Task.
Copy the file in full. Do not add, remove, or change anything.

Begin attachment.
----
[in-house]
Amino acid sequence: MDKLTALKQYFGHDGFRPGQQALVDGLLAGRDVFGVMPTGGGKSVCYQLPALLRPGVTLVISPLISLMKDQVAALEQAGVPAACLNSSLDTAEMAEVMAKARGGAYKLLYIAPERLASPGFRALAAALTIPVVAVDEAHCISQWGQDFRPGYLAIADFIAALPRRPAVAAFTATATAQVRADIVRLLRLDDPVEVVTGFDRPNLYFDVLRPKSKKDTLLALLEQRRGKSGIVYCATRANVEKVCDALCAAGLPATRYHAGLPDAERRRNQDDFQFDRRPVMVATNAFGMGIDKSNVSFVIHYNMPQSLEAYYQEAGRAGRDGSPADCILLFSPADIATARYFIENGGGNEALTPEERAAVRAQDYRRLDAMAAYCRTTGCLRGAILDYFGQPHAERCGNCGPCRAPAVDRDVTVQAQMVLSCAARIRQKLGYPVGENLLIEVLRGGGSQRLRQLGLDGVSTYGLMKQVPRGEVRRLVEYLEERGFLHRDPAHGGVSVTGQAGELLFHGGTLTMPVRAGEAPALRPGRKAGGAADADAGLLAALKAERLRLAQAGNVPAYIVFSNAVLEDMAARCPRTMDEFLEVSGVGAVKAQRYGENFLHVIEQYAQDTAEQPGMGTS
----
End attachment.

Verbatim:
[in-house]
Amino acid sequence: MDKLTALKQYFGHDGFRPGQQALVDGLLAGRDVFGVMPTGGGKSVCYQLPALLRPGVTLVISPLISLMKDQVAALEQAGVPAACLNSSLDTAEMAEVMAKARGGAYKLLYIAPERLASPGFRALAAALTIPVVAVDEAHCISQWGQDFRPGYLAIADFIAALPRRPAVAAFTATATAQVRADIVRLLRLDDPVEVVTGFDRPNLYFDVLRPKSKKDTLLALLEQRRGKSGIVYCATRANVEKVCDALCAAGLPATRYHAGLPDAERRRNQDDFQFDRRPVMVATNAFGMGIDKSNVSFVIHYNMPQSLEAYYQEAGRAGRDGSPADCILLFSPADIATARYFIENGGGNEALTPEERAAVRAQDYRRLDAMAAYCRTTGCLRGAILDYFGQPHAERCGNCGPCRAPAVDRDVTVQAQMVLSCAARIRQKLGYPVGENLLIEVLRGGGSQRLRQLGLDGVSTYGLMKQVPRGEVRRLVEYLEERGFLHRDPAHGGVSVTGQAGELLFHGGTLTMPVRAGEAPALRPGRKAGGAADADAGLLAALKAERLRLAQAGNVPAYIVFSNAVLEDMAARCPRTMDEFLEVSGVGAVKAQRYGENFLHVIEQYAQDTAEQPGMGTS